The saddest part about Alzheimer’s is that you have to deal with losing your affected loved one twice. You expect to lose them to death eventually, but you don’t expect to lose them years before that to a loss of memory and even a personality change.
Husbands and wives of dementia patients suffer enough watching their spouses forget their faces, their names, their past lives together. So it’s a downright tragedy when they also have to watch their affected loved ones fall in love with someone else. But, sadly, these new relationships are not uncommon, particularly after the Alzheimer’s patient has been admitted to a nursing home.
And often, no one does anything to stop it. One reason is that fighting it simply doesn’t help. Dr. Richard Powers, chairman of the medical advisory board of the Alzheimer’s Foundation of America explains another reason:
It’s not uncommon at all for families and spouses to allow this to go on, because it sustains a person’s happiness. Those of us who have had this disease in our families know you just have to roll with these changes. Let them have a friend, if it buys them a day of happiness.
It hurts to hear a person babbling about their new companions like lovestruck teenagers, to see such indifference shown toward a spouse they may have had for 50 or 60 years. However, a little compassion and empathy can go a long way to heal this hurt. Dr. Powers gives us some insight into why this behavior might be excusable.
Imagine if all the people you know and loved disappeared. Wouldn’t you want to find someone who was your friend, who would hold your hand and watch old television shows with you? The person with Alzheimer’s still searches for joy.
Some families, thankfully, are learning to see the bright side in this dark situation. If someone else is able to bring extra comfort and contentedness into the life of an Alzheimer’s patient, they consider themselves blessed to have found someone who can do more than they can.
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It helps to remember that this issue is caused by a disease, not by a choice your loved one made. It is not the patient’s fault. Keep in mind, too, that there is a difference between companionship and real love. “Falling in love requires memory, communication, reason, decision making,” says Dr. Powers. “And Alzheimer’s patients no longer have many of these capabilities.”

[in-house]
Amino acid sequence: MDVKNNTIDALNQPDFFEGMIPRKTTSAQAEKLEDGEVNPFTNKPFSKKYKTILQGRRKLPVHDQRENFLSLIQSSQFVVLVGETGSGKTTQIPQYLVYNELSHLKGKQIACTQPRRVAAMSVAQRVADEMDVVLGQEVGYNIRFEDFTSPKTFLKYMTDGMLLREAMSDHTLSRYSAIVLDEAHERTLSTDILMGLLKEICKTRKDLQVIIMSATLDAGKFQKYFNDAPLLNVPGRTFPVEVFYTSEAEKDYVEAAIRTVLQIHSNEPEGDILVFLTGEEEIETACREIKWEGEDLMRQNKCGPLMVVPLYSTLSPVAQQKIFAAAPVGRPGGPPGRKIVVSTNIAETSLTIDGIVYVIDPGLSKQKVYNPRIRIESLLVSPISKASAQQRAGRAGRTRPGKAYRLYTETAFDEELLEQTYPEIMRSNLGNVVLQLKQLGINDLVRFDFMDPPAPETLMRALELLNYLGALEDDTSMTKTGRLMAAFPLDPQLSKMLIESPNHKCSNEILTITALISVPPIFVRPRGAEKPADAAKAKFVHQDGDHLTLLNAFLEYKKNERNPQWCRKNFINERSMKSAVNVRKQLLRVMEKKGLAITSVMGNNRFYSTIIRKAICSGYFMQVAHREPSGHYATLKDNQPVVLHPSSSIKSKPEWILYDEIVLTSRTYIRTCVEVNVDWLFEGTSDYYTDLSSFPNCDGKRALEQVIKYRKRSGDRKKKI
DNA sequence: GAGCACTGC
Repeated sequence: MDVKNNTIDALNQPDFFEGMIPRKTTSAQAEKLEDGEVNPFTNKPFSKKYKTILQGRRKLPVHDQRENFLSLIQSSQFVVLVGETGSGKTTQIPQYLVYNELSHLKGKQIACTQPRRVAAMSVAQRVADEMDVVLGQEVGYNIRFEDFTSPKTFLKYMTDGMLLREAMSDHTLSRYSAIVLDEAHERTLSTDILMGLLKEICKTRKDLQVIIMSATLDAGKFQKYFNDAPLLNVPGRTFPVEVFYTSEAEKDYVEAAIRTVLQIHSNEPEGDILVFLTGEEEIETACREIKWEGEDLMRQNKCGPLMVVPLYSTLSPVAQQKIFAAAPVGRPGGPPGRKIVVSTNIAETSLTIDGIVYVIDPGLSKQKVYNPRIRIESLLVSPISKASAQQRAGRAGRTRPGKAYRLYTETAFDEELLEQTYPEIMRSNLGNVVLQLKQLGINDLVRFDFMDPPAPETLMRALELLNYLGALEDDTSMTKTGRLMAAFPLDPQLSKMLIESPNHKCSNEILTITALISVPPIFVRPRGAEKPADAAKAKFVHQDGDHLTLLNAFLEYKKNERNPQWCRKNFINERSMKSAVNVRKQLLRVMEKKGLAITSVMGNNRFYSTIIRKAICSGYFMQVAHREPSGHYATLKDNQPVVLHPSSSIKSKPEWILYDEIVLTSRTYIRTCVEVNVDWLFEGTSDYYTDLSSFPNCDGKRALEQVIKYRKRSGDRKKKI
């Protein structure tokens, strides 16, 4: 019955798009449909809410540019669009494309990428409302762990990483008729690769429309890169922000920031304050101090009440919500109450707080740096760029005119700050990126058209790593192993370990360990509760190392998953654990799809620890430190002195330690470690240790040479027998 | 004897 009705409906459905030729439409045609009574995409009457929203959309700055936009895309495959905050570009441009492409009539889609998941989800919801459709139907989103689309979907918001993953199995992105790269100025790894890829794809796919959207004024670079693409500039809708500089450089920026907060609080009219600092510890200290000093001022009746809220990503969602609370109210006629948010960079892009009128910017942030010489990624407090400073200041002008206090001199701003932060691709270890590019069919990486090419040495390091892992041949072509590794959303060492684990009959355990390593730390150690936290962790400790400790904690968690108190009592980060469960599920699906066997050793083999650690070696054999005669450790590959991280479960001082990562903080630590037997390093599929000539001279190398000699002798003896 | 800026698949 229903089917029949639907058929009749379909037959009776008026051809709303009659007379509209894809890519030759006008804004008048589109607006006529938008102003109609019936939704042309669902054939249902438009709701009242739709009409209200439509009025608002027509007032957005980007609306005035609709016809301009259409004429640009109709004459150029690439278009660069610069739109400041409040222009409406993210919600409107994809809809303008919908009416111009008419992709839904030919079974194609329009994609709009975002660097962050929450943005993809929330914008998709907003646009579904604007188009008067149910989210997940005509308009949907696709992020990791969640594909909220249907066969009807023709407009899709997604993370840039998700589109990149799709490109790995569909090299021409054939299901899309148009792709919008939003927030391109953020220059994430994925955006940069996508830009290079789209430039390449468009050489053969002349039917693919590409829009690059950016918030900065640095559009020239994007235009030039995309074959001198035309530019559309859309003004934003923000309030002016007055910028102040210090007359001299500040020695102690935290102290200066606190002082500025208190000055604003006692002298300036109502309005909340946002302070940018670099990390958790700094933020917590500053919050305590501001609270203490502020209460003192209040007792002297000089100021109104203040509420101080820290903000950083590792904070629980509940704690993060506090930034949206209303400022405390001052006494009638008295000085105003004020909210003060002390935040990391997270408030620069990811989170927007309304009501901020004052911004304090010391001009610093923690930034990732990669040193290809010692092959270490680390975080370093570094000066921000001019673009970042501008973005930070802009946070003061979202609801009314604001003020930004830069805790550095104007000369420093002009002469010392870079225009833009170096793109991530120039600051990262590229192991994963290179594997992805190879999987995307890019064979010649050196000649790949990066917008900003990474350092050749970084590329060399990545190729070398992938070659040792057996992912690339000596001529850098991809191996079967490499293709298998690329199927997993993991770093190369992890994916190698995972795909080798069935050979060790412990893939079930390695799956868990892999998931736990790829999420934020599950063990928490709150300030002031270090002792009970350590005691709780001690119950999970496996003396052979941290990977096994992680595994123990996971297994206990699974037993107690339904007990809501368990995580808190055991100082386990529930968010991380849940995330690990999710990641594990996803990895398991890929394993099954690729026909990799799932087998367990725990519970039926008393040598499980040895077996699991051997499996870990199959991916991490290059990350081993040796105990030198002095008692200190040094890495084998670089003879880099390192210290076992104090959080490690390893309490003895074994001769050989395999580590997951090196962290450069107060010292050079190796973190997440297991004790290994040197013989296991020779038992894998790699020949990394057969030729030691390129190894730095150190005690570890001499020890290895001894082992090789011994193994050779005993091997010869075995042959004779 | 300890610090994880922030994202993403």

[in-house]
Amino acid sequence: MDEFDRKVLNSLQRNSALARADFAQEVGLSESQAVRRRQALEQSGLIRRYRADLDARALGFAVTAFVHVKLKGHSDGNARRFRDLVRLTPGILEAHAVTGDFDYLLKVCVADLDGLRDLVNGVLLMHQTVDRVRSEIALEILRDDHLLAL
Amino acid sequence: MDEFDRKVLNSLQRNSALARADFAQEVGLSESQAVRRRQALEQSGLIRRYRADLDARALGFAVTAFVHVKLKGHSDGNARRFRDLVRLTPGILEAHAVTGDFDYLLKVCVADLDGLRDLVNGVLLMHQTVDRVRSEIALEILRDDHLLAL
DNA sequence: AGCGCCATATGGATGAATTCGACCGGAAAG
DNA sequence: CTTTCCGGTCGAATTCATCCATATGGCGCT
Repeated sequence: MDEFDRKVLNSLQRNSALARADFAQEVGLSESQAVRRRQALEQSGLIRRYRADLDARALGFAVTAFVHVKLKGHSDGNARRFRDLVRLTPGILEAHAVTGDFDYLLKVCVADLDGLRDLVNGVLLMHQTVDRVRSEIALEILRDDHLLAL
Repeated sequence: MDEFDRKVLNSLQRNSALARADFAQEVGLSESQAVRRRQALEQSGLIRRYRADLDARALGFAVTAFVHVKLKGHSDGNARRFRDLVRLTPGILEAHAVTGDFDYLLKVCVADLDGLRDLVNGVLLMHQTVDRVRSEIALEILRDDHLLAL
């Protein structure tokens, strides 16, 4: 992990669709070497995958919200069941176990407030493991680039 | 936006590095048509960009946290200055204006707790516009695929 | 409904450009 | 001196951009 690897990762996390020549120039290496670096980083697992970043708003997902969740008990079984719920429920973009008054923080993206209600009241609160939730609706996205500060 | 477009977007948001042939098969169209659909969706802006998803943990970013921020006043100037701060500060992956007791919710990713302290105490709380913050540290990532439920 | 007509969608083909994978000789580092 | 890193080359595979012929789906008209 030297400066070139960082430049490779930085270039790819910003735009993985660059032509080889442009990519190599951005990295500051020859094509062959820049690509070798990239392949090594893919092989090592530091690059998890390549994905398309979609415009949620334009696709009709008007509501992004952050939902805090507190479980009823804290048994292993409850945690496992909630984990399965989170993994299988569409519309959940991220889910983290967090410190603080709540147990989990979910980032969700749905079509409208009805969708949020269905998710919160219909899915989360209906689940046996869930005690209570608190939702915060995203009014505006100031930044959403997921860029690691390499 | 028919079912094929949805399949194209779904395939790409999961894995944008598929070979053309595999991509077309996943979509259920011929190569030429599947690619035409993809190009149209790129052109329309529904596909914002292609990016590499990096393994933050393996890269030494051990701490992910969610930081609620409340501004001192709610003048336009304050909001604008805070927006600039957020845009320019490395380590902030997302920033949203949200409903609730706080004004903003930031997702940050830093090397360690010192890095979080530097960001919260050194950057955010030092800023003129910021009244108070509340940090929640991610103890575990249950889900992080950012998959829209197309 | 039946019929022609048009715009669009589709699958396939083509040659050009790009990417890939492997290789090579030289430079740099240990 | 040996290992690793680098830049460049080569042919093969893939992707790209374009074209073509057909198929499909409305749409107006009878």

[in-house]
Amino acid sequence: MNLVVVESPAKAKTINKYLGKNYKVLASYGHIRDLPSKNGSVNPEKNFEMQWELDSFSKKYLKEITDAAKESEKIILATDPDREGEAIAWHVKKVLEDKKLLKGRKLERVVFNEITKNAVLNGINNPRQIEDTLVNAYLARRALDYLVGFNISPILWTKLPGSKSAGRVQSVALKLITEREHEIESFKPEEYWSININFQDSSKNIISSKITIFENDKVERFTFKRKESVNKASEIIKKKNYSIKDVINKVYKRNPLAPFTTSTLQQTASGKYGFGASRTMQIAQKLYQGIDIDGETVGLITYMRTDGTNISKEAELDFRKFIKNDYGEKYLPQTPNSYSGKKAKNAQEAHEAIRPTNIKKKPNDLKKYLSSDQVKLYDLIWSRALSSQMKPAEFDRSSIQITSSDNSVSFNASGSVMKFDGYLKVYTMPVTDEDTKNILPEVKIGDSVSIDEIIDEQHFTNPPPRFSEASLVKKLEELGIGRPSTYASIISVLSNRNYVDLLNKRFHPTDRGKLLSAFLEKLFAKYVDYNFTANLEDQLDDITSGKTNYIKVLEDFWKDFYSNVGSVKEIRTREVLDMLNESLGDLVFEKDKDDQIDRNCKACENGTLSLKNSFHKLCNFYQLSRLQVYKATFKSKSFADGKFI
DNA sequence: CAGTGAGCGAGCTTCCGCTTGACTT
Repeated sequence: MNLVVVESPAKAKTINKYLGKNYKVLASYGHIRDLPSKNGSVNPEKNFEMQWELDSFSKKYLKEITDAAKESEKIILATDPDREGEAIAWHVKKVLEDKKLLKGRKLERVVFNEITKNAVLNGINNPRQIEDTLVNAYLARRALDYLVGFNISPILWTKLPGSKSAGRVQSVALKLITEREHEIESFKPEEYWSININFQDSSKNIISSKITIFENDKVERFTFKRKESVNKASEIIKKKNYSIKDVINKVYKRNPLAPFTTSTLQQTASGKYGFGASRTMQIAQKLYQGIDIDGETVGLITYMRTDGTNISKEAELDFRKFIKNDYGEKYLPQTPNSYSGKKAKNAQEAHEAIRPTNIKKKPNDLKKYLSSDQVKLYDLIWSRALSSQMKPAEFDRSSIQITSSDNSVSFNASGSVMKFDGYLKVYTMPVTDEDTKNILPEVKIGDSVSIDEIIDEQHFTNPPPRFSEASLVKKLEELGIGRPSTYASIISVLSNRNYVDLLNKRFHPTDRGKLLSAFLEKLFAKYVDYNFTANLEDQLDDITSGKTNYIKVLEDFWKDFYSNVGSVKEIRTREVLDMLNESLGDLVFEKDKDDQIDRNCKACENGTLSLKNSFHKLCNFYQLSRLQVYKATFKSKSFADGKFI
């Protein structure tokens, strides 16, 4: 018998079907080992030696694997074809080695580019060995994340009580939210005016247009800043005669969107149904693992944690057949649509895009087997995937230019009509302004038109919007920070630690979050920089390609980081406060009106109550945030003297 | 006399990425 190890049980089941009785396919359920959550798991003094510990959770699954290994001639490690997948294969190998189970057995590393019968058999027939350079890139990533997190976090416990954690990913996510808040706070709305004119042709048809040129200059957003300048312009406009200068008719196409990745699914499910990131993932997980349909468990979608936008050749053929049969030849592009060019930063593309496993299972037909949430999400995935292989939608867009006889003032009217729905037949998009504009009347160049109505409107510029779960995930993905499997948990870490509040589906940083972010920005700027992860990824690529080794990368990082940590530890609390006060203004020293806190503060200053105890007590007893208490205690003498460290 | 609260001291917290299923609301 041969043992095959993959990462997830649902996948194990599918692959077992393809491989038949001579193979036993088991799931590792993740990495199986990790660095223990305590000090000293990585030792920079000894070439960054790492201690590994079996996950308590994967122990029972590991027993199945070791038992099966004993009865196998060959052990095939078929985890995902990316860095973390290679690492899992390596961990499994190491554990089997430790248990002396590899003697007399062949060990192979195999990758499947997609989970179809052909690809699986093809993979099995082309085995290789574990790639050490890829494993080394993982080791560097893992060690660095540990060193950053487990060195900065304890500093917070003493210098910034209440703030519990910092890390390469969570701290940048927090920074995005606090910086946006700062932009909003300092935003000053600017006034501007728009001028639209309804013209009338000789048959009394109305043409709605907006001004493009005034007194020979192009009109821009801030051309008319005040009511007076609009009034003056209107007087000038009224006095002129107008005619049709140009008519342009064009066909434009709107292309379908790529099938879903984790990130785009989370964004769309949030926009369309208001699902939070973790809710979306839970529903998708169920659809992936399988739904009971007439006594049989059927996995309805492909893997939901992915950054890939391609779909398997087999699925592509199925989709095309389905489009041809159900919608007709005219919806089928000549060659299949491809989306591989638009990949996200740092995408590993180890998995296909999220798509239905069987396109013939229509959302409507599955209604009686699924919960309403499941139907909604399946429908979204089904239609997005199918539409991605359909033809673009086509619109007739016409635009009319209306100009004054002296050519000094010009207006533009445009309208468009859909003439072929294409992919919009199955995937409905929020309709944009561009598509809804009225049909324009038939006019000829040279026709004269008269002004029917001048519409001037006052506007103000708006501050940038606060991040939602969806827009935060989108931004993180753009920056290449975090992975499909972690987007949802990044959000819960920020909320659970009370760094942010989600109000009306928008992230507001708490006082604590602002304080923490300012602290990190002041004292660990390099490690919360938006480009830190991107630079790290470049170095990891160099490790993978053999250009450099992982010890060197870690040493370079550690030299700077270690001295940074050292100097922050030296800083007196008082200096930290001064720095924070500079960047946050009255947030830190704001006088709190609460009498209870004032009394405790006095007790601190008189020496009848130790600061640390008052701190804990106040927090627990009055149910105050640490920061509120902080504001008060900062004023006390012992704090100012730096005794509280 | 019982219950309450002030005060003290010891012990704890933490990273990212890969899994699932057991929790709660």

It’s also good to know you’re not alone in this. Many families are experiencing the same thing you are with their aging spouses, parents, or grandparents. Former Supreme Court Justice Sandra Day O’Connor was even in the news a few years back when her Alzheimer’s-stricken husband found a new companion. Her son reported that she was “thrilled” he had found some happiness after everything the disease had taken from them.
We understand that it isn’t easy to find happiness in this experience right away. There will be a grieving process. You will miss the personality of the person you once knew and have to take some time to get to know this new person. If your loved one doesn’t recognize you anymore, you’ll probably feel rejected and lost. But we urge you to look for joy in the fact that your loved one has found some relief from his or her suffering. And if you want to know more about why facial recognition is so difficult, read this article.
If your loved one is happy, you don’t need to be sad for them. So many Alzheimer’s patients suffer from depression and anxiety; how amazing is it that yours gets to go through this special happy experience that helps them cope with the struggles of their disease?
Elizabeth Nelson is a wordsmith, an alumna of Aquinas College in Grand Rapids, a four-leaf-clover finder, and a grammar connoisseur. She has lived in west Michigan since age four but loves to travel to new (and old) places. In her free time, she. . . wait, what’s free time?